GROSS: ...See you in the scene?

MARIO VAN PEEBLES: A couple of them did. And then I got a lot of date calls.

GROSS: Oh, really? So it worked in your favor.

MARIO VAN PEEBLES: (Laughter) Like I said, I wouldn't mind another shot now. He said, well, I am not giving you another shot. I had to fill in for you last time.

GROSS: Now, you were in the position - I mean, you not only, like, play your father in "Baadasssss!," but you were in your father's position of having to cast a boy to play the role that your father made you play when he was making his film. So how did you cast for it? Who did you choose? And how explicit did you want to make your version of his scene?

MARIO VAN PEEBLES: Well, I thought I didn't want to make anyone do that scene twice. So in "Baadasssss!," I just used the original footage of me as a kid in "Sweetback" during that scene. So he didn't - the kid I cast wasn't going to have to do anything like that. And that's just something that I wanted to do was - you know, I'm not going to repeat - you know, do unto someone else what I didn't like done unto me. But I did want to show the scene because I thought it was a point in my life. And it just showed something interesting about Melvin, that he was sort of like that "Great Santini"-esque father - almost that which does not kill you, in a Nietzsche-esque way makes you stronger. And if I bounce this basketball off your head a little bit, well, you'll be tough, and you'll know how to just deal and, you know. So he has his whole philosophy, and, you know, I'm a filmmaker. And I've benefited from him, you know, knocking down the doors he knocked down - absolutely.

GROSS: Did your father charge you a lot of money for rights to use the scene in your film?

MARIO VAN PEEBLES: (Laughter) It's a good question, Terry. This guy is a trip, man. So I go to my dad, I say, OK, Dad, listen. I got the movie funded. So I go to see my old man about - 'cause I wanted to put some clips of his film "Sweetback" in my film "Baadasssss!" And he said, great, great. Just tell me the scenes you want, and I'll put them up, and you could pay for them. I couldn't believe it. I was like, this is product placement.

GROSS: (Laughter).

MARIO VAN PEEBLES: People will see "Baadasssss!" and want to see "Sweetback." What are you talking about? This is product placement. He goes, no, no, you got to pay for them, just like anybody else. So sure enough, I wound up writing him a check. I think it was for $2,500 and giving it to him, which he promptly cashed. And then he turned around and said, by the way, I want to take you and all your "Baadasssss!" kids on vacation. And he wound up spending about $5,000 to take us on this lovely vacation, an island in Guana and take my sister and her kids as well. So he's a funny dude 'cause in one - on one hand, he's doing the business deal with his son and he's, you know, taking the money, and in the other pocket, he's putting twice as much back. But that's Melvin Van movies.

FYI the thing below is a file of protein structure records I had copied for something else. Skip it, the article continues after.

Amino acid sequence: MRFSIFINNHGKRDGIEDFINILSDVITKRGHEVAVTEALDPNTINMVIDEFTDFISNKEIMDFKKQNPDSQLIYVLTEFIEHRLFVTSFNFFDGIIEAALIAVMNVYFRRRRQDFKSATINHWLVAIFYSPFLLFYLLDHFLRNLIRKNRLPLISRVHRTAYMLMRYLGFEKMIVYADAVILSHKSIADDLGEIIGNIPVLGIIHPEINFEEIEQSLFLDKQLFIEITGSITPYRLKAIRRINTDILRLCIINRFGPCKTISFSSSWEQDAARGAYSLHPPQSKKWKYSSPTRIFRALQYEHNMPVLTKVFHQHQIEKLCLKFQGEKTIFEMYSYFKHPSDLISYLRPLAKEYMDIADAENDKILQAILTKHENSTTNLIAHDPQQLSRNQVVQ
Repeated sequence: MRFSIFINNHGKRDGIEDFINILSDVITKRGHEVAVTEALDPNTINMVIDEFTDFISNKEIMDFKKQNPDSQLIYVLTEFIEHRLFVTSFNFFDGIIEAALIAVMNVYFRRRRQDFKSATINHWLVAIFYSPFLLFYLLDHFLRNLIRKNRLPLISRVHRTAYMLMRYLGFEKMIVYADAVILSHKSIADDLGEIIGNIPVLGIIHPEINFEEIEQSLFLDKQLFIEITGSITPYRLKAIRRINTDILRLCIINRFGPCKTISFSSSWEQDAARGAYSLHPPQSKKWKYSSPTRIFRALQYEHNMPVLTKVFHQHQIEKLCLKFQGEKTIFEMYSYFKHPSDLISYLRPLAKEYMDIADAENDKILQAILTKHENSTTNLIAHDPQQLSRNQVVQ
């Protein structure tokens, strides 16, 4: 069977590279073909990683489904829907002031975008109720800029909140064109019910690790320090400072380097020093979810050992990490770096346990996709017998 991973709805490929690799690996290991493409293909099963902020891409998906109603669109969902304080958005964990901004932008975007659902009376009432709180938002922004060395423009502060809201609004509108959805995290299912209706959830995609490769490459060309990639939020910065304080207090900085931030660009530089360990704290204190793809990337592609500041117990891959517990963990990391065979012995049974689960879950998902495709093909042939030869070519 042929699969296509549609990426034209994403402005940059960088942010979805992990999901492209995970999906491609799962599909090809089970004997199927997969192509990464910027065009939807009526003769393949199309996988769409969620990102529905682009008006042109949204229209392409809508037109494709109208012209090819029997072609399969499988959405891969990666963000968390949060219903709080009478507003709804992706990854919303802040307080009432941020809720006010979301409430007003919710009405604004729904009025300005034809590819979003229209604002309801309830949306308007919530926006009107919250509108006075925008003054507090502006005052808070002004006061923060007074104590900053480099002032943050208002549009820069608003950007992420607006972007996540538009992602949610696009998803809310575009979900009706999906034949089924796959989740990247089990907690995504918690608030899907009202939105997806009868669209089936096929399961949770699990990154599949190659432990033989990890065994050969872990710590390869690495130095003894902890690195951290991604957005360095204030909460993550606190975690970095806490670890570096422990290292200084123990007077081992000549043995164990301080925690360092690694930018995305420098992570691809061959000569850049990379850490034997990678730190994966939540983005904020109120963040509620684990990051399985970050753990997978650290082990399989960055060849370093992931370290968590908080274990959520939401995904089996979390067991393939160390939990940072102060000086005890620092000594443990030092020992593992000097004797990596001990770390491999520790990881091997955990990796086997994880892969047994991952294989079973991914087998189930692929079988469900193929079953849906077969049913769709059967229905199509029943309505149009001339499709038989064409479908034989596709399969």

BIANCULLI: Mario Van Peebles speaking to Terry Gross in 2004 - his father, filmmaker Melvin Van Peebles, died last week at the age of 89. We'll hear more from Mario after a break. Plus, we'll remember John Shelby Spong, an Episcopal bishop who pushed the church to accept LGBTQ and women clergy. And we'll hear my review of the new Netflix series "Maid." I'm David Bianculli, and this is FRESH AIR.


UNIDENTIFIED SINGERS: (Singing) They bled your mama. They bled your papa.

MELVIN VAN PEEBLES: (Singing) Won't bleed me.

UNIDENTIFIED SINGERS: (Singing) Won’t bleed you.

MELVIN VAN PEEBLES: (Singing) Won't bleed me.

UNIDENTIFIED SINGERS: (Singing) They bled your sista.


MELVIN VAN PEEBLES: (Singing) Yeah, yeah, yeah, yeah, yeah, yeah - popcorn - yeah, yeah yeah - popcorn - yeah - popcorn - ow - uh - yeah, yeah, yeah, yeah, yeah - popcorn - ha - (yelling) - popcorn - uh - yeah, yeah, yeah.

BIANCULLI: This is FRESH AIR. I'm David Bianculli, in for Terry Gross. We're listening back to Terry's 2004 interview with Mario Van Peebles, the son of filmmaker Melvin Van Peebles, who died last week at age 89. Mario Van Peebles directed the film "Baadasssss!", which is about the making of his father's 1971 film "Sweet Sweetback's Baadasssss Song." Mario also starred in the film, playing his father.

GROSS: I think the way you play your father in your movie "Baadasssss!" kind of walks the line between obsessively adhering to his artistic vision and being selfish, and walks the line between being confident and arrogant. And I thought that seemed - not knowing him, that seemed to have a ring of truth to it. How did you see him when you were 12, when he was making the movie? Did you see him as confident or arrogant? Did you see him as selfish?

MARIO VAN PEEBLES: You know, I don't know that at 12 I analyzed it as much.

GROSS: And when I say selfish, I mean because he was putting a lot of family kind of interests on the back burner to make this movie. He was losing money...

MARIO VAN PEEBLES: Oh, totally obsessed. Yes.

GROSS: He was totally obsessed. He was losing money.

MARIO VAN PEEBLES: Single vision. Yes.

GROSS: Yeah.

MARIO VAN PEEBLES: You know, he's a driven cat. And, you know, there's that scene in "Baadasssss!" where he says to Big T - Big T is - the crew has spent two-days - a weekend in jail. And Big T, who's the big, you know, muscled sound man, is really pissed by this. And my dad has that scene where he says, look; you know, this is bigger than you. I got all my stuff on the line and all my family's stuff. This is a war. It's our war to take back our imagery. We'll not be butlers. We won't be shuffling. It's bigger than you. It's bigger than me. And if you don't know that, then quit, you know? And if you're going to say you're going to kick my ass, do it. And if I was afraid of you, I wouldn't be the kind of brother to get this thing done. And that's very much my pop. And he's still that way to this day. What he believes in, he stands for. And I respect that.